Definitely, but I have lots of help. People always ask me about fashion, but I don’t know the first thing about it. I can’t even pretend I do. I’m very lucky the fashion world has embraced me and helped me with image. I feel like I don’t know how to create a look, but I know how to make music. I know how to work. And I work so hard.

Your new video for “1991” really touches upon the steely, bionic videos of early Nineties house artists. What about vogue-ing and ball culture inspires you?
Well, I’m from Harlem. I went to art school; I grew up with the cunts. And that term doesn’t come from me! People think I invented it, but I didn’t. To be cunty is to be feminine and to be, like, aware of yourself. Nobody’s fucking with that inner strength and delicateness. The cunts, the gay men, adore that. My friends would say, “Oh you need to cunt it up! You’re being too banjee.” Banjee means unrefined and rough. You need your cunts: they fix your hair for you and do your makeup. They give you confidence and give you life.

Watch Azealia Banks’ “1991”:

So do you feel a special affection for your gay fans?
Definitely. I mean, I’m bisexual, so it makes sense. But I don’t want to be that girl who says all gays necessarily hang out together, of course! I have people say to me, “Oh wow, my friend is gay, too,” and I’m like, “Yeah, so?”

Who did you admire growing up?
Aaliyah. And I love Beyonce – she’s the queen of everything. She’s the most remarkable performer and musician. And this is just my humble opinion, but I just think she’s better than everyone else making music right now.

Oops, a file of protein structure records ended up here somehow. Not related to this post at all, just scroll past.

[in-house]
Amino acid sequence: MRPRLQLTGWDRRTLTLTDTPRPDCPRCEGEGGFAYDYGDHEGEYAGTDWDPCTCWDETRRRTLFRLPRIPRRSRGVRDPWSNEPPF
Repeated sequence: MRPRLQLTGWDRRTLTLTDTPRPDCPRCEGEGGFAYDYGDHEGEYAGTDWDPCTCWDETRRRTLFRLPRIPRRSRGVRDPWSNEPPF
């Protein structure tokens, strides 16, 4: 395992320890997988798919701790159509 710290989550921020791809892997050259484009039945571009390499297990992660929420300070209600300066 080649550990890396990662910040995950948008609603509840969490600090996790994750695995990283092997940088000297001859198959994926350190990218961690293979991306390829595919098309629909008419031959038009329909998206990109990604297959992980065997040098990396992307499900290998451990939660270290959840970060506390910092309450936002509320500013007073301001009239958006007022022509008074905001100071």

Are you still starstruck by her?
Yes, and I met her – and I cried! It was so embarrassing. It was at the Met Ball. I was fucking around with Kanye and she was sitting there, chilling and eating dinner. I freaked out. And I realized she saw me being a dummy and I started crying. Then I saw her expression, like, “Girl, get your shit together.” I had to walk away and get myself together and pat my face, then come back to properly say hi! And if I meet her again someday, I’ll probably cry again.

Perhaps one day you’ll be tourmates.
(look of shock) I don’t think… Ah, don’t even get me aghast right now. Look at me, you already have me thinking about it! It would be so fucking crazy.

Are you going to shows this week? I assume maybe Alexander Wang?
No, I’m not! I actually wasn’t invited [to Wang].

Well, are you interested to see how it all plays out? What ideas would you like to see people present?
I don’t really know. Like I said, I’m not a fashion girl, and I don’t follow it too much. I mean, I love looking at magazines – what girl doesn’t? But I don’t know enough to comment. I’m too much of a music nerd. Like, I’m such a music nerd. I’m more likely to be watching Pitchfork.

Well, to be frank, your look tonight is more interesting than what will be on many of the runways. What are you wearing?
These caged boots are a vintage collaboration between Jean Paul Gaultier and Doc Marten. These shorts are a custom creation from Cerre and this is a vintage cone bra Gaultier swimsuit – very Nineties Madonna!

In This Article: Azealia Banks, Fashion Week